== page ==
Vog does have its benefits, as I observed while driving west yesterday evening and beheld the sun — its fiery brilliance muted into a perfect rose-colored disk that could be viewed without blinking by the naked eye — slowly sinking into the sea.
And somewhere out over that same sea are an untold number of kolea. Adorned for weeks now in their tuxedo-like breeding finery, it seems they’ve now departed for their nesting grounds in Alaska. I noticed a number of them congregating on the neatly mowed lawns of an “agricultural” subdivision on Sunday, and by Monday they were gone. Although they’re generally pretty solitary and territorial birds, each sticking to its own little patch of grass, they apparently join forces for the long flight to their summer home.
Like so many other Hawaiian words, a quick Google search revealed their name has been co-opted by numerous resorts, vacation rentals and other properties that have absolutely no relationship to the birds. Perhaps, as the old saying goes, imitation is the sincerest form of flattery.
Unless, of course, you’re GMO giant Monsanto, which is suing Dupont for allegedly infringing on its Roundup Ready patent. The same Bloomberg.com article reports that Monsanto spent $980 million on research and development last year alone, and Dupont — the number two guy in the industry — is expecting to sell $500 million worth of herbicide-resistant corn and soybean seeds this year. Now are you starting to get an idea of just how big and valuable this industry is?
Larry Geller over on Disappeared News has a good idea: chase out the GMO industry and plant a real cash crop. Seems California Gov. Arnold Schwarzenegger has said it’s time to have a public debate on legalizing and taxing marijuana, which could provide an important new tax revenue for that state. So why not us? Larry’s post includes a very short PSA by Juan Cole, Executive Director of Law Enforcement Against Prohibition, a former cop who speaks of “the horrors we have created in this war. The war on drugs is, has been and forever will be a dismal and abject failure.”
Got an email from Jeffrey Mikulina, formerly with the Hawaii Sierra Club and now with the Blue Planet Foundation, who was responding to yesterday’s post about Gov. Lingle criticizing Rep. Mina Morita for killing a proposal to ban new fossil-fueled electrical generating plants.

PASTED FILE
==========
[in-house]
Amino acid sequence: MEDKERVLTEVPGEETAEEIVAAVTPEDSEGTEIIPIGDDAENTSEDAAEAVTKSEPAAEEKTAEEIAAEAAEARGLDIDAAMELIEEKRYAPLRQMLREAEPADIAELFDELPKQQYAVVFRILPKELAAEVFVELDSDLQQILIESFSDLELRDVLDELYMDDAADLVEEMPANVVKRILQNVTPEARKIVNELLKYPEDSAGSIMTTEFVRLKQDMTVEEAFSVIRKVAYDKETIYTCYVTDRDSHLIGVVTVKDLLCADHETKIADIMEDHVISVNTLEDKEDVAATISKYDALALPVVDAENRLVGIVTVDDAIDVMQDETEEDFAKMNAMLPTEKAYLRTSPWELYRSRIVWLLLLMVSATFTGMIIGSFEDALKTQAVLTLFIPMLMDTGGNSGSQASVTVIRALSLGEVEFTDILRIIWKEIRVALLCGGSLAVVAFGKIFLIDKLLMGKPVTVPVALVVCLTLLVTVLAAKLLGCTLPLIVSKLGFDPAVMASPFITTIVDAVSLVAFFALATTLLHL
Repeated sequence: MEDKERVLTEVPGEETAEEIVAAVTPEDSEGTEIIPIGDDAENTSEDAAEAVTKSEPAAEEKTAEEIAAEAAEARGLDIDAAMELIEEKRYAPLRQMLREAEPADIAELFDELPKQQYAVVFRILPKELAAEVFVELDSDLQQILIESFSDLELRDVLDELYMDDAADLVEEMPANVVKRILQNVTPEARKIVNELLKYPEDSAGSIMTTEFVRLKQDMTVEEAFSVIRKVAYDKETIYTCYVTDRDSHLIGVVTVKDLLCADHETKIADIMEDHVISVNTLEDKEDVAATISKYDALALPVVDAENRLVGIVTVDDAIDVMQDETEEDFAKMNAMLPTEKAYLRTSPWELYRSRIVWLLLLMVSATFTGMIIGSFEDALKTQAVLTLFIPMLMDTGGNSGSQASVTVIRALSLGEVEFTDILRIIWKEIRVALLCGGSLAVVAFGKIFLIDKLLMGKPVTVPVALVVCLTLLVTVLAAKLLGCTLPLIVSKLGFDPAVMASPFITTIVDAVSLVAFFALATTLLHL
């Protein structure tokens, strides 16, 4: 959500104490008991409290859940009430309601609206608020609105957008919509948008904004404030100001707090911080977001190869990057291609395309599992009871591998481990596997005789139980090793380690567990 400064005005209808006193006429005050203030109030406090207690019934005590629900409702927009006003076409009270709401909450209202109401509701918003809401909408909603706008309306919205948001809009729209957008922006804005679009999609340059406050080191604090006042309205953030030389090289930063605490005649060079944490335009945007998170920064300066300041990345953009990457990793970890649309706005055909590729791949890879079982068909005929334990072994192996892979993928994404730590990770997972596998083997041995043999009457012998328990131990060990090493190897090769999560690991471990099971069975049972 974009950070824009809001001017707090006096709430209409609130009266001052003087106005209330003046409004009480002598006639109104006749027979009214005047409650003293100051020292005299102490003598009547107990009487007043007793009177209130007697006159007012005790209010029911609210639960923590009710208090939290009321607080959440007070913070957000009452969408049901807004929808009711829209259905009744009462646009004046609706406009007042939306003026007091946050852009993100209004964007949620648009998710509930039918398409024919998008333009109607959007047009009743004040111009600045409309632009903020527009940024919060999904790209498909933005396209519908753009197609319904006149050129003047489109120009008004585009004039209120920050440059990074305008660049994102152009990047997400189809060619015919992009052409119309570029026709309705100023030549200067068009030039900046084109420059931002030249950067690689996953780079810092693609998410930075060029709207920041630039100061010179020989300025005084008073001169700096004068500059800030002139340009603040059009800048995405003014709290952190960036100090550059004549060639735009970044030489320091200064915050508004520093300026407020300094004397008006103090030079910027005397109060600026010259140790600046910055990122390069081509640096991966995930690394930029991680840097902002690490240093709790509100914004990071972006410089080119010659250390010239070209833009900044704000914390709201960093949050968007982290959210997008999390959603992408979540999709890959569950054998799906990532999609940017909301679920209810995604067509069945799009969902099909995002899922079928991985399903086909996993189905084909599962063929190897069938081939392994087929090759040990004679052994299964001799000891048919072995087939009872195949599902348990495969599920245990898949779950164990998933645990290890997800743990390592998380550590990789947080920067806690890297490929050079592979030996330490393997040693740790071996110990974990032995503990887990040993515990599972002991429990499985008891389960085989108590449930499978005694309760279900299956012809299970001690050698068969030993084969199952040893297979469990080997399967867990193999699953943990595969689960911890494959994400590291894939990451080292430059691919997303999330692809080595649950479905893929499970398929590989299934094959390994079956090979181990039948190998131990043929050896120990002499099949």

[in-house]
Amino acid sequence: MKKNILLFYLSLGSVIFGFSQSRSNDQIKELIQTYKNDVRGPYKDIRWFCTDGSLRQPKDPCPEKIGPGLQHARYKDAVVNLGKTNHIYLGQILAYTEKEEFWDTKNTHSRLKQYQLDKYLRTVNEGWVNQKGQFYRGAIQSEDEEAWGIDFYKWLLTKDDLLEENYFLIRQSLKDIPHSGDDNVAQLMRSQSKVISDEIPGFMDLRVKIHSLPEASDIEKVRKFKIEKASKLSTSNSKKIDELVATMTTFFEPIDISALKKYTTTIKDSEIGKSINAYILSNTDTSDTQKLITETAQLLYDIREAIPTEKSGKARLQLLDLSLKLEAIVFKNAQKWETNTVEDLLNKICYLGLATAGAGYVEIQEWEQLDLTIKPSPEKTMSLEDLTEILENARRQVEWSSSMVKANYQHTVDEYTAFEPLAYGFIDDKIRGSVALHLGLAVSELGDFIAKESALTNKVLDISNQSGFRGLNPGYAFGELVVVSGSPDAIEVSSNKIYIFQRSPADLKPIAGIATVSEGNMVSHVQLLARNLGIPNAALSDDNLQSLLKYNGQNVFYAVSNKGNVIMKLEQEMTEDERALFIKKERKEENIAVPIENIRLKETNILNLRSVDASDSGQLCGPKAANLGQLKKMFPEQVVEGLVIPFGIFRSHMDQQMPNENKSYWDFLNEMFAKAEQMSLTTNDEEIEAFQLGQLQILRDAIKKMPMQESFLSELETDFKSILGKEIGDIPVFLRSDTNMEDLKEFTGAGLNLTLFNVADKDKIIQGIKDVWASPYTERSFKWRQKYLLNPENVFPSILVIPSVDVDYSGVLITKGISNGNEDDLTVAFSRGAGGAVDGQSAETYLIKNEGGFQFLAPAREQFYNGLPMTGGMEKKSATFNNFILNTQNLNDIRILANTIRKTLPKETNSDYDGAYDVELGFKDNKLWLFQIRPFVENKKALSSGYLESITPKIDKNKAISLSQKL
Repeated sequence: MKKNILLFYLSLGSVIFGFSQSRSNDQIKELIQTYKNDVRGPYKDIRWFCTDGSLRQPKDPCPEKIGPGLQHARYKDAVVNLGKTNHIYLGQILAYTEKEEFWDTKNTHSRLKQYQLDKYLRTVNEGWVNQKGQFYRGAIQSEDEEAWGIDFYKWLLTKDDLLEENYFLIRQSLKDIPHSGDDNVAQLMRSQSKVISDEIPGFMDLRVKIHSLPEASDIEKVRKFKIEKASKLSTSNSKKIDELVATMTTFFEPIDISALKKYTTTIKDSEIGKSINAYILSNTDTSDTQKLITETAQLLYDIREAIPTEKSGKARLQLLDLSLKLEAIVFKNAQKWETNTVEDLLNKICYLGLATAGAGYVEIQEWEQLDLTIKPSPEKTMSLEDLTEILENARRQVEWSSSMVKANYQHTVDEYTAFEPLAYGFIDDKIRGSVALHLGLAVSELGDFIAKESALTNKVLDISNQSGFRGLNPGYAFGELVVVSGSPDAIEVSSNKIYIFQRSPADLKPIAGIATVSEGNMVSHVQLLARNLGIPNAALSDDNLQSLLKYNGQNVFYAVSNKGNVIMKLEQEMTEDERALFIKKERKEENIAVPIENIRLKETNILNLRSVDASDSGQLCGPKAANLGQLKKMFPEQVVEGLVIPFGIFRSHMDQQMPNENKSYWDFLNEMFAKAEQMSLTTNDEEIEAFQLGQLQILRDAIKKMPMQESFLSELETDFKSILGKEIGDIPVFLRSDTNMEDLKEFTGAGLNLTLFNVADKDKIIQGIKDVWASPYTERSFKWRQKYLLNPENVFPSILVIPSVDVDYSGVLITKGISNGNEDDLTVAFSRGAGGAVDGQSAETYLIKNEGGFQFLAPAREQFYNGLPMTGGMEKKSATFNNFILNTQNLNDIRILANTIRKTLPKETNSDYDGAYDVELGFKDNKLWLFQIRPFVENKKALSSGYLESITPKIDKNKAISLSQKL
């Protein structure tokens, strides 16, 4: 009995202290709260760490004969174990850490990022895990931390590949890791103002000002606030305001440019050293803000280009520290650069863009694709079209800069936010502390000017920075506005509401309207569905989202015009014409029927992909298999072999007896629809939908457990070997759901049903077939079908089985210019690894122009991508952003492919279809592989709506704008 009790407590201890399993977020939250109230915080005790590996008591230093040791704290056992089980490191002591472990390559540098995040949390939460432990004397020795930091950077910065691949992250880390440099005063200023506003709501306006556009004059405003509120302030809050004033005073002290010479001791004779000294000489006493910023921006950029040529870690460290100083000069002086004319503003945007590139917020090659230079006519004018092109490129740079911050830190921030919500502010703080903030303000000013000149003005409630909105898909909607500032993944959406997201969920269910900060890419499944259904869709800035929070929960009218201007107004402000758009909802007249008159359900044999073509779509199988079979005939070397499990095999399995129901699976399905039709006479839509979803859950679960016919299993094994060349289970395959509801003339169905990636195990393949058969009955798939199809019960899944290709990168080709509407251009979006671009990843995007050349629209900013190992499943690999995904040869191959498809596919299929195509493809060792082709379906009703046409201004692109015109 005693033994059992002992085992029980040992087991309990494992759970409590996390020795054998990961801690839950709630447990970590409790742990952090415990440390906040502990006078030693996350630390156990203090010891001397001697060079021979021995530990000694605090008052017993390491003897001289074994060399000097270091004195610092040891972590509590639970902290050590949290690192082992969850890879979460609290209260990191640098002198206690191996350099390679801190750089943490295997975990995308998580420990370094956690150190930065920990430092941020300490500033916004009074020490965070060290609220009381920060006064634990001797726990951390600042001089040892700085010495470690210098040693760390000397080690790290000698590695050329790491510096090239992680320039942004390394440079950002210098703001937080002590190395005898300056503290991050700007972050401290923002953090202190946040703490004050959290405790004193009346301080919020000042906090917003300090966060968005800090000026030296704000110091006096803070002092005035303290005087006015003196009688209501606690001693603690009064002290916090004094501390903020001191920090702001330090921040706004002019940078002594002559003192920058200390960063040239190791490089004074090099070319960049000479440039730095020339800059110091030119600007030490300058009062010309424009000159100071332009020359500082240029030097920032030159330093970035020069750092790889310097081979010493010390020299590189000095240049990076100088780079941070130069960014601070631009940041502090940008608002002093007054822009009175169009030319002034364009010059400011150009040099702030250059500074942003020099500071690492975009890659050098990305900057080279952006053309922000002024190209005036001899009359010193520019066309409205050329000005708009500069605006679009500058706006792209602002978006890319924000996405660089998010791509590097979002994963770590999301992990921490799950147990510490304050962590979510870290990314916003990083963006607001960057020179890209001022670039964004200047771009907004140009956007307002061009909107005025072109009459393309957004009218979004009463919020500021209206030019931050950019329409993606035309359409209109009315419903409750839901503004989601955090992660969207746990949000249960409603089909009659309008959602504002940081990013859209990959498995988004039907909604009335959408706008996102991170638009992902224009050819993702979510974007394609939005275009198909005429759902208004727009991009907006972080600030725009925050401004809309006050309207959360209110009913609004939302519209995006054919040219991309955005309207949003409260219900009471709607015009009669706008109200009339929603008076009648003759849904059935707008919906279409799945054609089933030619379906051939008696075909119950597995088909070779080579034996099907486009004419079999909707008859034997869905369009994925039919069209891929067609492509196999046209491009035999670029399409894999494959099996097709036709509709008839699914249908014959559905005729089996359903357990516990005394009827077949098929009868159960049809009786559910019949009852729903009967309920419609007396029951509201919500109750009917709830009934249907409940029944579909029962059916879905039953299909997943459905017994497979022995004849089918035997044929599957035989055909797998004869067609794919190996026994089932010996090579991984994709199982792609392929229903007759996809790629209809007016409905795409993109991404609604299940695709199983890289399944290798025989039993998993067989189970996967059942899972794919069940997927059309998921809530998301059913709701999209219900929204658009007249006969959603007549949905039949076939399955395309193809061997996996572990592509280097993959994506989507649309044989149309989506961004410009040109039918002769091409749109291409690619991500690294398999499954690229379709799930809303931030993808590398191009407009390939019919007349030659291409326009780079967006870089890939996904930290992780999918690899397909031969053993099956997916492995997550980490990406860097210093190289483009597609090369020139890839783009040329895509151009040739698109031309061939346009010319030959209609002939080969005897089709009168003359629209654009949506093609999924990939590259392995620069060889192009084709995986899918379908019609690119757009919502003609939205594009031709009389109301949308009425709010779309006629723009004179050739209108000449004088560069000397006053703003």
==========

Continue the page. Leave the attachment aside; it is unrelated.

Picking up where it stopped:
It seems he agrees with the guv’s position on the ban and still doesn’t “fully understand” why Mina took the stand she did. He directed me to the Booz Allen Hamilton report that indicates Hawaii could achieve a 70 percent clean energy goal with no new fossil-fuel plants and no imported biofuels. Mina reportedly had expressed a concern that a fossil fuel power plant ban could force the state to burn more biodiesel fuel, which she said is more expensive and has larger carbon footprint.
It seemed from Mina’s brief comments in the article that reported the governor’s annoyance that she was also objecting to the call for a ban right now. And after looking at the Booz Allen Hamilton report, it does appear that the scenarios for reaching that 70 goal — a cable to Oahu from the outer islands, more wind, solar, geothermal, biomass, hydro and electric vehicles and even aggressive efficiency measures — are so far off at this point as to fall into the realm of largely speculative.
Also got an email directing me to a cool site with shoreline study erosion maps. Kinda makes you think twice about buying that beachfront lot.
And another email about a meeting in Kilauea tonight to discuss a ditch system that was apparently created without a permit to divert water from Kalua`a Stream, which feeds Moloa`a Stream, into Kaloko reservoir. The loss of water has apparently hit Moloaa hard, as many folks there depend on wells. So what it’s looking like is a showdown between Moloaa residents, who want that water back, and about 20 users — some of them organic farmers — on the Kilauea Irrigation System, as well as the Mary Lucas Trust lands. There’s more in this report.
This scenario is yet another reminder that water is THE key issue. Without it, all our dreams of a sustainable Kauai, and even our reality of a non-sustainable one, will come to naught.
On that note, I wanted to provide an update on the efforts last Friday to have the default judgments against Andrew Cabebe and Kaiulani Huff set aside. They were both sued by Joe Brescia, who claimed their efforts to protect the iwi kupuna have cost him money — to the tune of $380,000. Judge Kathleen Watanabe wouldn’t allow them to rejoin the larger civil suit that is still ongoing against Jeff Chandler, Puanani Rogers and others. The best their attorneys could get was a stay on the judgment pending outcome of that trial, which will challenge some of the expenses Brescia claims he incurred as being part of the normal cost of building a house.
The judgment against Hanalei Fegerstrom was set aside because he wasn’t specifically named in the papers that were served against him. And a judgment against Nani Rogers was previously set aside because the process server claimed he’d served her on a day when she could prove she was in Japan.
It seems Brescia’s actions fall squarely in the category of a SLAPP suit. As Kaiulani noted: “He wants to ruin us and squash us like bugs.”